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WVU's Fab 5: Mountaineers You Need to Know

A look at the five pivotal players on the other side of the field Saturday morning and what Baylor has to do to stop them.

Charles LeClaire-US PRESSWIRE - Presswire

When Baylor takes the field in Morgantown this weekend, it will do so for the first time in this young season as the pronounced underdog, and if we're being completely honest, it's really not surprising that is the case. Despite what you make think about their defense and the opposition the Mountaineers have faced thus far, WVU's offense is one of the very best in the country and it is on the strength of that side of the ball that WVU has achieved their lofty rankings. With our defense underwhelming to say the least but our offense excellent to elite, the outcome of this game turns on how much we can do to slow them down since stopping them completely is probably out of the question. We'll also have to deal with the road factor of playing in an unfamiliar environment in front of a hostile crowd that's been waiting for years to play in a conference other than the Big East. Here's the five names you need to know going into Friday's game.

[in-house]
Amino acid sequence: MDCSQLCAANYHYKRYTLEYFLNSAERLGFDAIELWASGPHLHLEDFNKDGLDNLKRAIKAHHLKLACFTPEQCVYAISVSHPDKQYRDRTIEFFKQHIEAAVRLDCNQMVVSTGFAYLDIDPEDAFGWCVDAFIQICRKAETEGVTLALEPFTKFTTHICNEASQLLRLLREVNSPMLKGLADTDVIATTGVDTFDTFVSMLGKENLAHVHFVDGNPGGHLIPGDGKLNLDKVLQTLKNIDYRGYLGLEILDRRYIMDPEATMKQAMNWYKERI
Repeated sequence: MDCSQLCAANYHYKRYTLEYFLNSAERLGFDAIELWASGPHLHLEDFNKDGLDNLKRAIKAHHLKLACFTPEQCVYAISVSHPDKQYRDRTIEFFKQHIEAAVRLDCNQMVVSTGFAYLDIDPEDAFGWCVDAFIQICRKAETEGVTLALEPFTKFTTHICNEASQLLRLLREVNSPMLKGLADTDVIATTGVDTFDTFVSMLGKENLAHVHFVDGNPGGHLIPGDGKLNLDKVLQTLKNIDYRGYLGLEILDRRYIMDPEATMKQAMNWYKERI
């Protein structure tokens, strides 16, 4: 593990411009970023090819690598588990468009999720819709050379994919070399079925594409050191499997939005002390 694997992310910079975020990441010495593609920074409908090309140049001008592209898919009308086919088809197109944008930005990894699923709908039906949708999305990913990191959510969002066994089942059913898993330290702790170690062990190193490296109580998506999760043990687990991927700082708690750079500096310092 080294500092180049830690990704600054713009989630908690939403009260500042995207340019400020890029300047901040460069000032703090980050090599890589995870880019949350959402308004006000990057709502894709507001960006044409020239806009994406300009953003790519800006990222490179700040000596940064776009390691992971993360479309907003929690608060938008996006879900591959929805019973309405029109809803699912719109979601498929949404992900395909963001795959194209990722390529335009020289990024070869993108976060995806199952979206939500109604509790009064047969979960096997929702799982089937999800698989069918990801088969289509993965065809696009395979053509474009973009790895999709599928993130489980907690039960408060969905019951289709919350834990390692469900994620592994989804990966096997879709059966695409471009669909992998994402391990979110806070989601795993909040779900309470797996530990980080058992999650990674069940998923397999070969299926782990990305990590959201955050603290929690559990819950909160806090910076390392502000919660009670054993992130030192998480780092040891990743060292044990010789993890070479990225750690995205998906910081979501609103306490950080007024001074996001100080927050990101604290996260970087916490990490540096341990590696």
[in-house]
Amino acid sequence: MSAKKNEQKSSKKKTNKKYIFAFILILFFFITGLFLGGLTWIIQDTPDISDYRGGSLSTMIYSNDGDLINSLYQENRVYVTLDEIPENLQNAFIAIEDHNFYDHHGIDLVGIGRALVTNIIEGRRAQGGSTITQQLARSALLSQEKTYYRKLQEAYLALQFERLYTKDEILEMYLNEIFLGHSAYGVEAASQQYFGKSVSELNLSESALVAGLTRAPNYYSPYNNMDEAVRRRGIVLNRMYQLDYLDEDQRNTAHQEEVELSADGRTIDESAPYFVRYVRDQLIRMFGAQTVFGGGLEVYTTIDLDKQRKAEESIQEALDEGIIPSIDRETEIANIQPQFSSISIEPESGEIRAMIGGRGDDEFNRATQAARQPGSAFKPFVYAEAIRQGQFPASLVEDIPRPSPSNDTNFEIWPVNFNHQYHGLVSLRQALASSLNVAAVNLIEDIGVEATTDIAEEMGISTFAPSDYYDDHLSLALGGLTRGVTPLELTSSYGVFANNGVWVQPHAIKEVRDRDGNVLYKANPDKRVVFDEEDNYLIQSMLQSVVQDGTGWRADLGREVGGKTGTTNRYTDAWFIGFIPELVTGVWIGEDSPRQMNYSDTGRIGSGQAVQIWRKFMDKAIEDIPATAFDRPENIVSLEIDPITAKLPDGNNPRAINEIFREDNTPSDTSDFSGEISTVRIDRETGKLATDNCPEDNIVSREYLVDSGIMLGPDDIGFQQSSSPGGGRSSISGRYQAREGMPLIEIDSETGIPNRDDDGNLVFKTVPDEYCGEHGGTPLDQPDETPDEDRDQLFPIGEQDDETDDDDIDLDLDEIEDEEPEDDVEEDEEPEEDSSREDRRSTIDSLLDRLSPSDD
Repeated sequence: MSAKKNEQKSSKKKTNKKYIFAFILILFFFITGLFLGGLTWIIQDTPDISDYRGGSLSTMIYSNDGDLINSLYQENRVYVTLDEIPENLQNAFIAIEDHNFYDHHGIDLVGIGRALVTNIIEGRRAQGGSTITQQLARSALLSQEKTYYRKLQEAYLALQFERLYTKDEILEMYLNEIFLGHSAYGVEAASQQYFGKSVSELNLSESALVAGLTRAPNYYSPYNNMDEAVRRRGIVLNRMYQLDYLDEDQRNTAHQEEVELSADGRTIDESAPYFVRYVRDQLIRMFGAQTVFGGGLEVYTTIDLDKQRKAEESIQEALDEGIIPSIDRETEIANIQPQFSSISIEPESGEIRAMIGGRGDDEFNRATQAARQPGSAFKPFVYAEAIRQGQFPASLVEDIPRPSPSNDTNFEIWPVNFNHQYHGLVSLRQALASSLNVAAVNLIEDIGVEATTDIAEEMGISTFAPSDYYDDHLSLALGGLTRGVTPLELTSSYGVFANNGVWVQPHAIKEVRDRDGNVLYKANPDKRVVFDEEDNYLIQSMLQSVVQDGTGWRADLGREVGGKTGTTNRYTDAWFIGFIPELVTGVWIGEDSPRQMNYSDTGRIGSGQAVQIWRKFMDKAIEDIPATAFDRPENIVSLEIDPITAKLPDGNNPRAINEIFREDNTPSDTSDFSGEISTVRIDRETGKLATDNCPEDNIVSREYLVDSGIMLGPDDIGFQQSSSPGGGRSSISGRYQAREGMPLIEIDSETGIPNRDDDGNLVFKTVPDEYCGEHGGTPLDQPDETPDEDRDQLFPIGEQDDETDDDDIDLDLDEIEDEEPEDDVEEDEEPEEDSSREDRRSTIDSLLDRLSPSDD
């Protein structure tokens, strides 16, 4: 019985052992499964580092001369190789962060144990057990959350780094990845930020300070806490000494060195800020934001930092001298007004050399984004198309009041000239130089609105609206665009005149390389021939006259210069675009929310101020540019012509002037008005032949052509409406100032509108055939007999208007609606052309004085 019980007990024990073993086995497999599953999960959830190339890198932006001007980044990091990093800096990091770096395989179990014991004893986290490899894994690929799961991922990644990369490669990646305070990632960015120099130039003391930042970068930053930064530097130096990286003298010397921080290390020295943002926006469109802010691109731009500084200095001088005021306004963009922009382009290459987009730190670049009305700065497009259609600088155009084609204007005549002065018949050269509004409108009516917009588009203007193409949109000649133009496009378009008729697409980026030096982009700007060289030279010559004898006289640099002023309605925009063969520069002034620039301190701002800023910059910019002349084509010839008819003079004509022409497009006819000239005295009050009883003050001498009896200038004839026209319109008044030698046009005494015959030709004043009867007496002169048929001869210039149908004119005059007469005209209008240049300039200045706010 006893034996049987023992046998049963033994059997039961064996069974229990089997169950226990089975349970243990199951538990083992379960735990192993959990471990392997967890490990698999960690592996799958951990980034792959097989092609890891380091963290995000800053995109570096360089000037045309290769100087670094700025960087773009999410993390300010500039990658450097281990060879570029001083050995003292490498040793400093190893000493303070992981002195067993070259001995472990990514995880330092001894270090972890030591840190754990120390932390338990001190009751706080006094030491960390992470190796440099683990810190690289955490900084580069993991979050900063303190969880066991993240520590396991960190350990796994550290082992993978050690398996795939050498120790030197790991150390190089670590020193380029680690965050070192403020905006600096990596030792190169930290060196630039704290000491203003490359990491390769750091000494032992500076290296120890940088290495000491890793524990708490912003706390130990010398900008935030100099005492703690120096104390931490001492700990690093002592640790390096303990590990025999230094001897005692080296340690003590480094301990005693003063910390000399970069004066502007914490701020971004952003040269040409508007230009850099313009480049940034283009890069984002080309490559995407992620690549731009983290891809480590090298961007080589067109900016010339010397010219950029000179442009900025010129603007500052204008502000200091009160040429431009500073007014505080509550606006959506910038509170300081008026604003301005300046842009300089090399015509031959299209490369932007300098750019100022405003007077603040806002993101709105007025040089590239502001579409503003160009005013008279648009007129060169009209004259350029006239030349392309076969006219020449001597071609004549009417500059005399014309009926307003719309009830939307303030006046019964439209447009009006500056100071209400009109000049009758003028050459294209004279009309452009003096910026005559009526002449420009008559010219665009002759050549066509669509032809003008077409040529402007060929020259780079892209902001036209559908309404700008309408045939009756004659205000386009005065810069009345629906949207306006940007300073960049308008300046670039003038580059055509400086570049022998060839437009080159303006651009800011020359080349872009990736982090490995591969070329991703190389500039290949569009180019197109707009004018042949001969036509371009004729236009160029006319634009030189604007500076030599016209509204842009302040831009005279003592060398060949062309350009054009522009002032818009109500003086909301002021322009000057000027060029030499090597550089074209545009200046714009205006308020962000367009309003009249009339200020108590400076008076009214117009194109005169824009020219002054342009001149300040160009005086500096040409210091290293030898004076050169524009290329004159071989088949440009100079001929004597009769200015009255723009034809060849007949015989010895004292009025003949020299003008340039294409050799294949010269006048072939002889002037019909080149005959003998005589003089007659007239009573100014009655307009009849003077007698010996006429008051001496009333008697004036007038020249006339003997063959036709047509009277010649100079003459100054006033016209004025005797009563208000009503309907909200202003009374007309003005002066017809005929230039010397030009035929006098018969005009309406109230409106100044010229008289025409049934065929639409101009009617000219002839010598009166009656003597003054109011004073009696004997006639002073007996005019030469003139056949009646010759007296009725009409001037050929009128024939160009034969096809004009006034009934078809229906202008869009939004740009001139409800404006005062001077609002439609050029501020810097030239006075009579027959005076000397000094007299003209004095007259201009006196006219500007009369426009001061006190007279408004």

1. Geno Smith -- QB -- #12 -- He's the Heisman favorite at this point and the QB executing the best Robert Griffin III impersonation since the man himself. All he's done so far is complete 81.4% of his passes so far for 1072 yards, 12 touchdowns, and 0 interceptions. Thankfully, due to the efforts of Maryland's defense, we won't have to hear about his TD-to-incompletion ratio during our game, but he's easily the best QB we've seen this year so far and might be the best we see the rest of the way. Physically, he stands 6-3 and weighs 214 pounds, so I'm guessing he's probably a little bigger than you expected. He's also probably not nearly as good of a runner, though he moves skillfully in the pocket to avoid the rush and can make plays with his feet when he has to. I'm willing to bet, however, that Dana Holgerson wishes he never had to because he's not exactly fleet of foot. So far this season he's rushed for "only" 67 yards on 16 carries, less than our own Nick Florence in both yardage and YPC, and 65 of those came against Marshall in the first game of the season. Since that game he's actually rushed for only 2 yards on 8 carries. What I'm saying is that he doesn't run well and we should take advantage of that. Maryland did by bringing constant pressure with their linebackers and it paid off for them with the first two sacks allowed by the Mountaineers this season.